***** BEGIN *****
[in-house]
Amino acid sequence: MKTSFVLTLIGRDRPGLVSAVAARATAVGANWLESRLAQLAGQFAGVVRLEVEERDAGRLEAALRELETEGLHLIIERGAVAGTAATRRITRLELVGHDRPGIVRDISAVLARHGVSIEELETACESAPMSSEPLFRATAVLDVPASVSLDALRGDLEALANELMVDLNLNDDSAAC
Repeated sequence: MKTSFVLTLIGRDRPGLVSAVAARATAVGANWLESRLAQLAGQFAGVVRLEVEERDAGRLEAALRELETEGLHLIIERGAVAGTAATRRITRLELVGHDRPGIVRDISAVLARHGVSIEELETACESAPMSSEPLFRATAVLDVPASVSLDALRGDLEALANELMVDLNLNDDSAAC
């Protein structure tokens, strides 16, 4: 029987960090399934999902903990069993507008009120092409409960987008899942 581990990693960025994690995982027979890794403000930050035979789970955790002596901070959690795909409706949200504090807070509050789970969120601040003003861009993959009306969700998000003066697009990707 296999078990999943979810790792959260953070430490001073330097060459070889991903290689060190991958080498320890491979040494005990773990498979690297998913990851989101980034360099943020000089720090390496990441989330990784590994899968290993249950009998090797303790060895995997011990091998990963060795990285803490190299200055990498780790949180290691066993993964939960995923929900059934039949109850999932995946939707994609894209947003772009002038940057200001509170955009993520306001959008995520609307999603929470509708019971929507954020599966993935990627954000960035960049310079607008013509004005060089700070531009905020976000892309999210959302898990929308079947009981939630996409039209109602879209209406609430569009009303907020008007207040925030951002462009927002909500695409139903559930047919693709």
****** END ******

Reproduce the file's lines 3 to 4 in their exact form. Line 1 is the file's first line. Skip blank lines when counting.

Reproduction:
Repeated sequence: MKTSFVLTLIGRDRPGLVSAVAARATAVGANWLESRLAQLAGQFAGVVRLEVEERDAGRLEAALRELETEGLHLIIERGAVAGTAATRRITRLELVGHDRPGIVRDISAVLARHGVSIEELETACESAPMSSEPLFRATAVLDVPASVSLDALRGDLEALANELMVDLNLNDDSAAC
């Protein structure tokens, strides 16, 4: 029987960090399934999902903990069993507008009120092409409960987008899942 581990990693960025994690995982027979890794403000930050035979789970955790002596901070959690795909409706949200504090807070509050789970969120601040003003861009993959009306969700998000003066697009990707 296999078990999943979810790792959260953070430490001073330097060459070889991903290689060190991958080498320890491979040494005990773990498979690297998913990851989101980034360099943020000089720090390496990441989330990784590994899968290993249950009998090797303790060895995997011990091998990963060795990285803490190299200055990498780790949180290691066993993964939960995923929900059934039949109850999932995946939707994609894209947003772009002038940057200001509170955009993520306001959008995520609307999603929470509708019971929507954020599966993935990627954000960035960049310079607008013509004005060089700070531009905020976000892309999210959302898990929308079947009981939630996409039209109602879209209406609430569009009303907020008007207040925030951002462009927002909500695409139903559930047919693709």